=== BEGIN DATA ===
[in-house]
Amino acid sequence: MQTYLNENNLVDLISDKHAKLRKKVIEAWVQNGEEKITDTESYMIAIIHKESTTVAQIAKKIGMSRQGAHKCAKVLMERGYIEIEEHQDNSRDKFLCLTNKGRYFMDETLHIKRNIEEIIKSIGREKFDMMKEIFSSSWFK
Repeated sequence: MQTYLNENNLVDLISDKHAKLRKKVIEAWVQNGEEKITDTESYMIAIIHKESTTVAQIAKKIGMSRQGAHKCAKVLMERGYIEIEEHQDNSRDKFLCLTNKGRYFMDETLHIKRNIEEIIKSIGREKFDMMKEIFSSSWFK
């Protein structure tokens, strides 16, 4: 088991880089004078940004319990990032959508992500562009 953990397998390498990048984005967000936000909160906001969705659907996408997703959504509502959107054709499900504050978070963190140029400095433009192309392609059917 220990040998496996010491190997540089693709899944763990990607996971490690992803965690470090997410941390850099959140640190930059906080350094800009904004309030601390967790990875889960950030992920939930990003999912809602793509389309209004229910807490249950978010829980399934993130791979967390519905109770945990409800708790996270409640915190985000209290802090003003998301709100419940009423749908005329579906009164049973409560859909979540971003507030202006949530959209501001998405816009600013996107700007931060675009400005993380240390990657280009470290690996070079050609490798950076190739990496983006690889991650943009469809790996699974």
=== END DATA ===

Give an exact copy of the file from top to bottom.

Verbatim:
[in-house]
Amino acid sequence: MQTYLNENNLVDLISDKHAKLRKKVIEAWVQNGEEKITDTESYMIAIIHKESTTVAQIAKKIGMSRQGAHKCAKVLMERGYIEIEEHQDNSRDKFLCLTNKGRYFMDETLHIKRNIEEIIKSIGREKFDMMKEIFSSSWFK
Repeated sequence: MQTYLNENNLVDLISDKHAKLRKKVIEAWVQNGEEKITDTESYMIAIIHKESTTVAQIAKKIGMSRQGAHKCAKVLMERGYIEIEEHQDNSRDKFLCLTNKGRYFMDETLHIKRNIEEIIKSIGREKFDMMKEIFSSSWFK
């Protein structure tokens, strides 16, 4: 088991880089004078940004319990990032959508992500562009 953990397998390498990048984005967000936000909160906001969705659907996408997703959504509502959107054709499900504050978070963190140029400095433009192309392609059917 220990040998496996010491190997540089693709899944763990990607996971490690992803965690470090997410941390850099959140640190930059906080350094800009904004309030601390967790990875889960950030992920939930990003999912809602793509389309209004229910807490249950978010829980399934993130791979967390519905109770945990409800708790996270409640915190985000209290802090003003998301709100419940009423749908005329579906009164049973409560859909979540971003507030202006949530959209501001998405816009600013996107700007931060675009400005993380240390990657280009470290690996070079050609490798950076190739990496983006690889991650943009469809790996699974």